In a tradition unlike any other, Olympiakos and Panathinaikos met for the Greek League title, which can only mean one thing: The final game ended in fans firing flares at the rival team.
With two minutes left in the decisive tilt of a five-game championship series and Panathinaikos leading 66-49, Olympiakos fans began shooting flares at the visiting team’s bench, setting off a fire and forcing the evacuation of (you can’t make this stuff up) Peace and Friendship Stadium.
The scene of players continuing the game as explosions go off around them was surreal:
El vergonzoso final del Olympiacos-Panathinaikos. El infierno era eso pic.twitter.com/G2Vf5wnmcf
— Daniel Barranquero (@danibarranquero) June 11, 2017
Eventually, players retreated to the locker rooms for a 25-minute hiatus before resuming the game in front of an empty arena and playing the final two minutes of a 66-51 Panathinaikos win.
The history of violent Greek League basketball fandom goes way back. More than two decades ago, the Chicago Tribune detailed their use of flares and fireworks in stadiums, children spitting on players, spectators throwing coins and doorknobs on the court, and a stabbing that forced the postponement of a game. One coach even described a time when rival fans tore plumbing pipes from the bathroom and hurled them onto the floor. This league is not for the faint of heart.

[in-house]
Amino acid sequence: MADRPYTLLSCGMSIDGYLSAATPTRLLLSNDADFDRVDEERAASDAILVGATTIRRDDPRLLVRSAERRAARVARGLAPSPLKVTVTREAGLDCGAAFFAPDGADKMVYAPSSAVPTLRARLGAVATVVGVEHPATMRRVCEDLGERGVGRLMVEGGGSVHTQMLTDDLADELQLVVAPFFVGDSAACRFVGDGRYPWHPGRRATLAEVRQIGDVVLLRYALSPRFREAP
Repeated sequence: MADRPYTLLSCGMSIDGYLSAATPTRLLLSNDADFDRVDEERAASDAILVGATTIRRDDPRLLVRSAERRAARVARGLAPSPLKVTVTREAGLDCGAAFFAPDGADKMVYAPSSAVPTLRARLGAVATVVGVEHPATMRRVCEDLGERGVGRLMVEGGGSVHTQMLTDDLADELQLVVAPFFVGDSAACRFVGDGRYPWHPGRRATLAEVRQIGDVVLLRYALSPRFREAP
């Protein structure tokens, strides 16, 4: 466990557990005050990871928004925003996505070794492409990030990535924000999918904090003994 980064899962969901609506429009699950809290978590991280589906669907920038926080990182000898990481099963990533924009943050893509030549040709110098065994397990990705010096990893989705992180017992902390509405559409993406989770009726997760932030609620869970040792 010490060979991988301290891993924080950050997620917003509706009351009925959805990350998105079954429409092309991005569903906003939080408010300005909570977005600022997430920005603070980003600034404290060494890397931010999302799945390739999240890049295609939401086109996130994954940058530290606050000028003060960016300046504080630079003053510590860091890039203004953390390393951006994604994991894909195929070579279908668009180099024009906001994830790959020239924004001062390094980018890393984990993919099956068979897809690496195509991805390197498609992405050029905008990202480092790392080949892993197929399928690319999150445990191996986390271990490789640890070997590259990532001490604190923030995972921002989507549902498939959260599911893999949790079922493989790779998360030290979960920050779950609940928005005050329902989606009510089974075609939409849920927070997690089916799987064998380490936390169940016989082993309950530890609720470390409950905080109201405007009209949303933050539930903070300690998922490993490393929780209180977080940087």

FIBA’s president at the time described Greece as “the black sheep of basketball.”
If this story sounds familiar, that’s because Olympiakos fans did the exact same thing in 2013, only then they also injured a Panathinaikos player before tip-off by shooting a firework at his leg.
Greece Final: Olympiacos-Panathinaikos.
Objects identified hit the court… pic.twitter.com/vZeAVovfse
— Sportando (@Sportando) June 12, 2013
And if that sounds familiar, maybe it’s because Olympiakos fans also did the same in 2010, when fans threw flares at Panathinaikos players and coaches as they exited the building.
Either Panathinaikos or Olympiakos has won all but one Greek League title since 1993, so fans of the two rival teams have had plenty of opportunities to wreak havoc. The violence has gotten so bad that visiting fans are no longer allowed to attend games, for fear of yet another stabbing.
Here’s another novel idea: Maybe don’t allow home fans to bring flares into the stadium.
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